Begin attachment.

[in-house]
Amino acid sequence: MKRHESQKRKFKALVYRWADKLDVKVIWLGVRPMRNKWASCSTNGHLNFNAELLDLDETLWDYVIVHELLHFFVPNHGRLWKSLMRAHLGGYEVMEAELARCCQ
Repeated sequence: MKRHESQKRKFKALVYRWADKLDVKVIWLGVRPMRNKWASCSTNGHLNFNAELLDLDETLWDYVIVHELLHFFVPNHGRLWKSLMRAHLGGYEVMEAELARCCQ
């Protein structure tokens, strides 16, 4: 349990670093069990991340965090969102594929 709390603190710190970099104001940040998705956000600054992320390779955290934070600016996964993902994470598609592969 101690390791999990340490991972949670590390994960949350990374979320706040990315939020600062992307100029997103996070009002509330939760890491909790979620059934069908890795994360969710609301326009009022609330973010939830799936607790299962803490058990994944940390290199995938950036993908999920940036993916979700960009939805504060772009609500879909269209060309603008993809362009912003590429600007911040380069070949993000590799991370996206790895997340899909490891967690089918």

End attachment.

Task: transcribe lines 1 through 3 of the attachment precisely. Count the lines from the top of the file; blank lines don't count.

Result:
[in-house]
Amino acid sequence: MKRHESQKRKFKALVYRWADKLDVKVIWLGVRPMRNKWASCSTNGHLNFNAELLDLDETLWDYVIVHELLHFFVPNHGRLWKSLMRAHLGGYEVMEAELARCCQ
Repeated sequence: MKRHESQKRKFKALVYRWADKLDVKVIWLGVRPMRNKWASCSTNGHLNFNAELLDLDETLWDYVIVHELLHFFVPNHGRLWKSLMRAHLGGYEVMEAELARCCQ